Keep On Living

Every evening at supper the names of our brethren who had died the previous day were read and a summary given of their lives. They were fascinating. Some of the men had lived quiet lives in parishes or schools, some had had adventurous lives in the African and South American Missions, others had been in the same place all their lives.

It was good to be reminded of these good men who had offered themselves to God in the religious life. Their faith, their readiness to go wherever they were sent, to do whatever they were asked, were examples that we knew as students we were expected to follow. Obedience means we go where and when asked. It can be hard. The first week of January had a huge number of deaths of our brethren. Extraordinary. The days after Christmas. Why?

The question arises for us in today’s Britain. We are told that the day in the year for largest number of deaths is 6th January. It stands out. Sixth of January. Why?

Some reason that people want to celebrate a last Christmas and see in the New Year with their loved ones, but then there is nothing in particular to look forward to except cold dark days and long nights.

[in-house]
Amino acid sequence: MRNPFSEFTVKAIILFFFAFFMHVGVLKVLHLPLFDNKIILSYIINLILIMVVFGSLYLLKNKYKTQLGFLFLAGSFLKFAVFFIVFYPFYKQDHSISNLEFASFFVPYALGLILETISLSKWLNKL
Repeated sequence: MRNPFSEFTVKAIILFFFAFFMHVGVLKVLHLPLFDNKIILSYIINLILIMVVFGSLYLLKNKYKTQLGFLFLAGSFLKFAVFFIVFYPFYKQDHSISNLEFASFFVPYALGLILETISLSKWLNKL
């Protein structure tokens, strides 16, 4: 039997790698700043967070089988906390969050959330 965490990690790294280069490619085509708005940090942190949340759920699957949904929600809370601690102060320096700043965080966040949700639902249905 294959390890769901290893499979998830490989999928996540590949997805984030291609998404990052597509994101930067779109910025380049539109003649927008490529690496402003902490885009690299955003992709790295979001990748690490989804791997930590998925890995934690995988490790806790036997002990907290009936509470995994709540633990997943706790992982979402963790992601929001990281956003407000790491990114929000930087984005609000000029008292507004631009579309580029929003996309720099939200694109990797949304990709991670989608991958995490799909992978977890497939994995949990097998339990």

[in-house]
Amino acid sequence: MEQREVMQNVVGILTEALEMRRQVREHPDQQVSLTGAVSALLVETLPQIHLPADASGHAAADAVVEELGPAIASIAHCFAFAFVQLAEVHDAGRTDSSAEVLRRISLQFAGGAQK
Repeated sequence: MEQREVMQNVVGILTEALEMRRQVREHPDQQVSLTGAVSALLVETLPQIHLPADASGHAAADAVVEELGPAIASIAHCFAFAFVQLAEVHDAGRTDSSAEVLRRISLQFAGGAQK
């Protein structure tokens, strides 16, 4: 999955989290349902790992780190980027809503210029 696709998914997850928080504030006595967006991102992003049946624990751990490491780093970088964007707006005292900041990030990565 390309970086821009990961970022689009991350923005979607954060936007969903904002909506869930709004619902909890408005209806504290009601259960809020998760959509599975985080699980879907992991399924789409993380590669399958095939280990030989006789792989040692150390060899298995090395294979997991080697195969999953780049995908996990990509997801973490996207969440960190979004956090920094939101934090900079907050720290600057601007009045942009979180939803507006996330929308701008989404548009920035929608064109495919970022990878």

We all know we need to want to be alive to keep on living. Our loved ones, our good work for others, motivate us. Pain, loneliness, meaninglessness, rob life of its joy. We need others, to love and be loved; we need interests to keep mind and heart alive; we need to be needed, we need to know others want us to be here.

We also need to look forward, to hope, to anticipate, to look forward to tomorrow. The Night Prayer of the Church looks forward to the next day as an image of Jesus’ resurrection after the peace of sleep that closed yesterday, and asks God’s blessing on what the following day may bring to us and our loved ones.

The life and joy and strains and tensions of Christmas and the New Year tire us – and we need new life, new motivation. For the elderly and ill, for the homeless and lonely and sad there is little. What can we do? Good people in our society sense the longings and show us example in helping others, inviting us to join them.

Two early January days stand out in the British calendar: 3rd is the day each year which has the highest number of divorce petitions lodged: 6th is the day of the largest number of deaths. Christmas and New Year is sad for a number of families. We pray for them and for ourselves.

God bless us all,

Fr John
(6th January 2019)